Overall goal of TRANSITION, the five-year project funded under SFI’s Spokes programme, is to develop a new class of 3D-printed biological implants that will regenerate, rather than replace, diseased joints
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AMBER, the Science Foundation Ireland (SFI) Research Centre for materials science based at Trinity, has announced a research collaboration with DePuy Ireland Unlimited Company and Johnson & Johnson Services, Inc.

The overall goal of TRANSITION, the five-year project funded under SFI’s Spokes programme, is to develop a new class of 3D-printed biological implants that will regenerate, rather than replace, diseased joints.

‘Potential to transform how we treat degenerative diseases’


This project has the potential to transform how we treat degenerative diseases such as osteoarthritis, which at present affects around 915,000 people in Ireland and is thought to affect 10 per cent of the world’s population over the age of 60. SFI has provided 35 per cent of the funding, with the remainder provided by DePuy Ireland Unlimited Company and Johnson & Johnson Services, Inc.

Orthopaedic medicine involves treating conditions that affect the bones, soft tissue and joints. 3D-printing has the potential to transform treatments in orthopaedic medicine and the orthopaedic device industry, enabling the development of personalised implants and accelerating the supply chain of device companies.

TRANSITION aims to develop a hybrid device consisting of a titanium core (providing mechanical integrity) overlaid by a layer of functional tissue (engineered bone and articular cartilage), which will be particularly suited to hip and knee implants.

In working towards this aim the project team will strive to advance the underpinning science and technology of metal, polymer and biological 3D-printing as well as surface treatments and functional coatings.

Improving existing implant technologies


These advances will have direct benefits for improving existing implant technologies in parallel to the end goal. A key goal is to have a subset of products ready for regulatory submission and clinical studies by the end of the research programme.

Professor Michael Morris, AMBER director said: “TRANSITION will build on the combined expertise of both AMBER Investigators and the Johnson & Johnson Family of Companies in manufacturing, surface science, biomaterials, tissue engineering and 3D bioprinting to develop new classes of medical devices.

“The Spokes programme will leverage key infrastructure in the two new laboratories established by AMBER in Ireland: the new 3D bioprinting lab being established and funded by the Johnson & Johnson Family of Companies and Trinity, and our new AR-Lab (Additive Research) laboratory.”

Professor Danny Kelly, AMBER’s lead principal investigator on the project, who is also a professor in the School of Engineering, said: “Realising the ambitious goal of a new hybrid device to replace diseased joints will require addressing existing challenges in the 3D printing of metals, biodegradable polymers, bio-inks and cells, and subsequently integrating the printing processes of these diverse material sets to develop hybrid metal-biological devices capable of restoring joint function.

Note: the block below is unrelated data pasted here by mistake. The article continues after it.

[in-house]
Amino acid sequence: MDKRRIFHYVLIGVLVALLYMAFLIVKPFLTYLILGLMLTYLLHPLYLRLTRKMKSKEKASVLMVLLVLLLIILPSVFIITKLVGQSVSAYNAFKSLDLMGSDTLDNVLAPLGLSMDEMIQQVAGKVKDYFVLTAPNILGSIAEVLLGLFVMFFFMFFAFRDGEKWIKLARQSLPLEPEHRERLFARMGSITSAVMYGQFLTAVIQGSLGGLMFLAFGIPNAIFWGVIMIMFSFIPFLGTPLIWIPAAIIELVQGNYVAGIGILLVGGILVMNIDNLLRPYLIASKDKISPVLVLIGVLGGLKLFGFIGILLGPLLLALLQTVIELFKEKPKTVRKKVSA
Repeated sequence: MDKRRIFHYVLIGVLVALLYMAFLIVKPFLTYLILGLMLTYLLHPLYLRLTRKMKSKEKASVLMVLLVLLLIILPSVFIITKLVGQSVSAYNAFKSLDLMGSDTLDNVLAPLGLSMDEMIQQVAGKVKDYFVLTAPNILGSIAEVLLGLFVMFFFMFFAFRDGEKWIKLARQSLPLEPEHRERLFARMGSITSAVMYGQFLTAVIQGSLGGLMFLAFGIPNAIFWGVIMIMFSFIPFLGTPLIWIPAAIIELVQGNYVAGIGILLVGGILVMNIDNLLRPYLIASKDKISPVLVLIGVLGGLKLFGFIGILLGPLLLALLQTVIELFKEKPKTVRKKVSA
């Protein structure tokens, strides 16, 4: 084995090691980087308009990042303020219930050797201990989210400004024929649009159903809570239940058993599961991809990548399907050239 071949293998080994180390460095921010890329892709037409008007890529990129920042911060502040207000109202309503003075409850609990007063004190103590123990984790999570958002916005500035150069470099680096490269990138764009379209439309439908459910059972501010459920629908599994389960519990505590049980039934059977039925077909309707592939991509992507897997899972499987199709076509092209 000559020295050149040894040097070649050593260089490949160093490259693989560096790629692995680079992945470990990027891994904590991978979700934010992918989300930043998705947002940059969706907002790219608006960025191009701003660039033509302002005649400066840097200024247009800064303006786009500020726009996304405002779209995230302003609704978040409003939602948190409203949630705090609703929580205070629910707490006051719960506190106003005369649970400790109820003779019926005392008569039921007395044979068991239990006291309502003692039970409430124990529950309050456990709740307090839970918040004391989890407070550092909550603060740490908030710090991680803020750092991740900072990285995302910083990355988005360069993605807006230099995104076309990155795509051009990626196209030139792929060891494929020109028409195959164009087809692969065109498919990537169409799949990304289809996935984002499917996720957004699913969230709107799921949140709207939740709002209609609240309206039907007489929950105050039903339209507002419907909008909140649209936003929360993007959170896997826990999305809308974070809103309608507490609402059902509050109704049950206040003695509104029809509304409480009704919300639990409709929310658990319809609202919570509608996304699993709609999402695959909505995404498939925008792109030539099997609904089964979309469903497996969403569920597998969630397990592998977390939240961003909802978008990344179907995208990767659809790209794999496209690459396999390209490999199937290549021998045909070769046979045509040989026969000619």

Transform the production of metallic orthopaedic devices


“In doing so, this programme of research will transform the production of metallic orthopaedic devices used in hip and knee arthroplasty and has the potential to transform how we treat degenerative diseases such as osteoarthritis.”

Osteoarthritis (OA), the most common form of arthritis, is a serious disease of the joints affecting nearly 10 per cent of the population worldwide. At present the treatment option for end-stage OA is limited to surgical replacement of the diseased joint with a metal and polymer prosthesis.

Although the outcomes of such operations are generally excellent, revision surgery is not uncommon, especially for younger, more active patients where due to age and lifestyle their initial implant is likely to require replacement. Given that the number of total hip arthroplasties performed annually is predicted to double over the next 25 years, innovative new approaches are necessary.

Builds on the work of Innovation Centre in Cork


Euan Thomson, head of R&D, Johnson & Johnson Medical Devices Companies, said: “This strategic collaboration builds on the work of our Innovation Centre in Cork and will help identify healthcare solutions that will ultimately enable us to advance care for patients through transformative technologies.

“Our collaboration with these industry-leading experts will allow our teams in Ireland and across the globe to further our extensive research into 3D printing for therapeutic use, not only in the orthopaedics space, but across our entire Johnson & Johnson portfolio.”

SFI’s Spokes programme enables the addition of new industrial and academic partners and projects to an SFI Research Centre. TRANSITION will enable the employment of seven postdoctoral researchers and 10 PhD students. It involves academics from Trinity (Professor Danny Kelly [lead], Professor Mick Morris, Professor David Hoey, Professor Conor Buckley, Professor Garret O’Donnell, Dr Rocco Lupoi, Dr David Trimble), RCSI (Professor Fergal O’Brien), DCU (Professor Myles Turner) and UCD (Dr Eoin O’Cearbhaill, and Professor Pieter Bramaa).

http://www.engineersjournal.ie/wp-content/uploads/2018/08/a-am.jpghttp://www.engineersjournal.ie/wp-content/uploads/2018/08/a-am-300x300.jpgDavid O'RiordanNews3D Printing,AMBER,SFI,TCD
AMBER, the Science Foundation Ireland (SFI) Research Centre for materials science based at Trinity, has announced a research collaboration with DePuy Ireland Unlimited Company and Johnson & Johnson Services, Inc. The overall goal of TRANSITION, the five-year project funded under SFI’s Spokes programme, is to develop a new class of...